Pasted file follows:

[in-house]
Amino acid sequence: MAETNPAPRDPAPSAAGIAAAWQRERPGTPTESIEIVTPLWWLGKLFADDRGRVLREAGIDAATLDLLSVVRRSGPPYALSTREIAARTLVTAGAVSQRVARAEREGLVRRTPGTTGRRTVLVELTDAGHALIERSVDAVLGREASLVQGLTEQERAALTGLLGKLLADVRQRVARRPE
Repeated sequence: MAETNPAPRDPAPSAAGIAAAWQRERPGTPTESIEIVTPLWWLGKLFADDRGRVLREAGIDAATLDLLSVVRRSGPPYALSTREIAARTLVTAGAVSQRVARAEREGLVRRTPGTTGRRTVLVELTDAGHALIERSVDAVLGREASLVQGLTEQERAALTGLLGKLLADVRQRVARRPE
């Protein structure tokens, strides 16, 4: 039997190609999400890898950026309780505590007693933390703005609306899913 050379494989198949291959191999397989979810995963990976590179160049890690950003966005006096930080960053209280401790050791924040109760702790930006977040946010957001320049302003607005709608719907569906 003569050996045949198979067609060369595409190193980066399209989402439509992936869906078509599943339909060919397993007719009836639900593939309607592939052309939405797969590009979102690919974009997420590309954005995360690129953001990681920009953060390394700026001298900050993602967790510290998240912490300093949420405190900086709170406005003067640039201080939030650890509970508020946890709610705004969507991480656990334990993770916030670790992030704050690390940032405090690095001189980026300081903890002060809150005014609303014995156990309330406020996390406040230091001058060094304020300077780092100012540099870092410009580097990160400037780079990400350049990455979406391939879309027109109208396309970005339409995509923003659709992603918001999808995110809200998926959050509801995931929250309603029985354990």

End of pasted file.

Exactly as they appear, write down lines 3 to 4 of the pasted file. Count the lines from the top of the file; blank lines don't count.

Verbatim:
Repeated sequence: MAETNPAPRDPAPSAAGIAAAWQRERPGTPTESIEIVTPLWWLGKLFADDRGRVLREAGIDAATLDLLSVVRRSGPPYALSTREIAARTLVTAGAVSQRVARAEREGLVRRTPGTTGRRTVLVELTDAGHALIERSVDAVLGREASLVQGLTEQERAALTGLLGKLLADVRQRVARRPE
């Protein structure tokens, strides 16, 4: 039997190609999400890898950026309780505590007693933390703005609306899913 050379494989198949291959191999397989979810995963990976590179160049890690950003966005006096930080960053209280401790050791924040109760702790930006977040946010957001320049302003607005709608719907569906 003569050996045949198979067609060369595409190193980066399209989402439509992936869906078509599943339909060919397993007719009836639900593939309607592939052309939405797969590009979102690919974009997420590309954005995360690129953001990681920009953060390394700026001298900050993602967790510290998240912490300093949420405190900086709170406005003067640039201080939030650890509970508020946890709610705004969507991480656990334990993770916030670790992030704050690390940032405090690095001189980026300081903890002060809150005014609303014995156990309330406020996390406040230091001058060094304020300077780092100012540099870092410009580097990160400037780079990400350049990455979406391939879309027109109208396309970005339409995509923003659709992603918001999808995110809200998926959050509801995931929250309603029985354990």